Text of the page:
Working from Home without Losing Your Mind

COVID-19 has made working from home an inescapable reality, especially challenging for straphangers, rail riders, and road warriors who’ve made commuting to and working from an office part and parcel of their daily work life. The new distractions and absence of familiar job routines can be especially daunting. The alarm clock-to-office timespan has now been shortened to rolling out of bed right into your office. The key to dealing with this new reality is to create new behaviors that mimic your original routine. For example, I still set the alarm, exercise to online videos from 6am to 7am which was formerly my “Y” (not “Why?”) workout, shower, eat breakfast, get dressed for work (corporate casual-no pajamas and slippers), head to the (home) office, and begin my day, promptly at 8:30am.

Fundamental to formulating solid remote work habits is to have a dedicated work space free from any distractions. From 8:30am to 9am I review the filled slots I previously opened on Calendly for prospect calls and the materials needed for those upcoming calls or video chats. I perform work for clients during other hours I’ve blocked out to be sure I am exceeding their expectations. I now dedicate a half hour a day for keeping up with the latest online communication tools and home office technology and another half hour for professional development. I take one 15-minute break in the morning and another in the afternoon to walk the dog. From noon to 1pm I take the lunch I made the evening before and the coffee that’s timed to go off at noon and head for my car. I drive to a nearby parking lot for a change of scenery. Colleagues and friends sometimes join me but we arrange our parked cars reminiscent of circling the wagons in the old western cowboy movies to maintain social distancing.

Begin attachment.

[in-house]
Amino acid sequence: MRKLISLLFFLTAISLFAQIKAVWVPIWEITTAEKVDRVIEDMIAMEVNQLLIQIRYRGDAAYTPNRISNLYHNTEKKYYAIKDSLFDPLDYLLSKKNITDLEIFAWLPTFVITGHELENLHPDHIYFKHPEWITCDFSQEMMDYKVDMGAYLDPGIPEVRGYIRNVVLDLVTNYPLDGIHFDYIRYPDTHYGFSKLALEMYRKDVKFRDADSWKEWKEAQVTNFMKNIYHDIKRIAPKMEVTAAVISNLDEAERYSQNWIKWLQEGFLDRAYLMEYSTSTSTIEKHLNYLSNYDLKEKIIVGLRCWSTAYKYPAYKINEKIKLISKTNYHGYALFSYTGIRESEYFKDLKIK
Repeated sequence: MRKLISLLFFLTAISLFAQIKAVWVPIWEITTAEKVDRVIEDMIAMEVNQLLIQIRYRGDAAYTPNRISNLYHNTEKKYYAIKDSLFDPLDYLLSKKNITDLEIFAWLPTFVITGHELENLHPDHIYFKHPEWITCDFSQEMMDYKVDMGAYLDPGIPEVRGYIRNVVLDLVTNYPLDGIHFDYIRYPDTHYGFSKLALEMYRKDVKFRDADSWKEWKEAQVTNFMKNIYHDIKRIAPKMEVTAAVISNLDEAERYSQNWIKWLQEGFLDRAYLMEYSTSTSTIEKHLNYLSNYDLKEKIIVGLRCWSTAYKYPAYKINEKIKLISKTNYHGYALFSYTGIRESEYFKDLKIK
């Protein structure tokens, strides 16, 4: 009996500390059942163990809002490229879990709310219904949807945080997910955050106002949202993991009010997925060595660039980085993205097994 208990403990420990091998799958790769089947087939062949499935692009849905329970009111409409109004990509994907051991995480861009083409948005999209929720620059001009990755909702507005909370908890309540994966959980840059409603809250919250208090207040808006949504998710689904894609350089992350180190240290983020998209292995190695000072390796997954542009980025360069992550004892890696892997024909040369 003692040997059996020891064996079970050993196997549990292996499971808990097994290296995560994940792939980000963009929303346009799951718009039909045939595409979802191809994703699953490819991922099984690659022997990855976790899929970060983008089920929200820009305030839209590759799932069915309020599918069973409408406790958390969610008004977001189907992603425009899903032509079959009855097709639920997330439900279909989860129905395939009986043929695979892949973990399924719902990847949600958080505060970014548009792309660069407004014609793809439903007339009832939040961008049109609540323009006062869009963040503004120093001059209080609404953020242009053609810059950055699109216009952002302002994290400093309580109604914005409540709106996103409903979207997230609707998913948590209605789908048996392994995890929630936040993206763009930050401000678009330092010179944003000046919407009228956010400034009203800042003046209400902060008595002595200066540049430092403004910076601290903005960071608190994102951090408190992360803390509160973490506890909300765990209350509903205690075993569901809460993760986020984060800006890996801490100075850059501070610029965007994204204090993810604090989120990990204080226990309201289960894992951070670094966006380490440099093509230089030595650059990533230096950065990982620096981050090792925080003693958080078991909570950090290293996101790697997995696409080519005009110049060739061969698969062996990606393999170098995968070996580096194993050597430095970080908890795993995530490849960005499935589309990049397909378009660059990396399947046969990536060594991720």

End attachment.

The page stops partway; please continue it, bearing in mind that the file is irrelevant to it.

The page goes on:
From 4:30pm to 5pm I review my performance to the goals I set for the day and make new ones for tomorrow. Everything goes on my Google calendar. I track my daily food intake on a spreadsheet with my target calories, BMI, BMR, and performance-to-goal so that eating is diminished as a distraction. Putting some mileage between me and the frig is mandatory behavioral conditioning when working from home.

I diligently keep to my routine and let family know that I am available during my breaks. I sometimes meet them in the kitchen for a team lunch. I avoid the temptation to look at personal email except during breaks and lunch. Setting goals is my remote office insurance that I’ll have a clearly defined workload with measurable outcomes and that I am efficient at managing and organizing my time. End of the day self-accountability is important. Managing my work-life balance is imperative.

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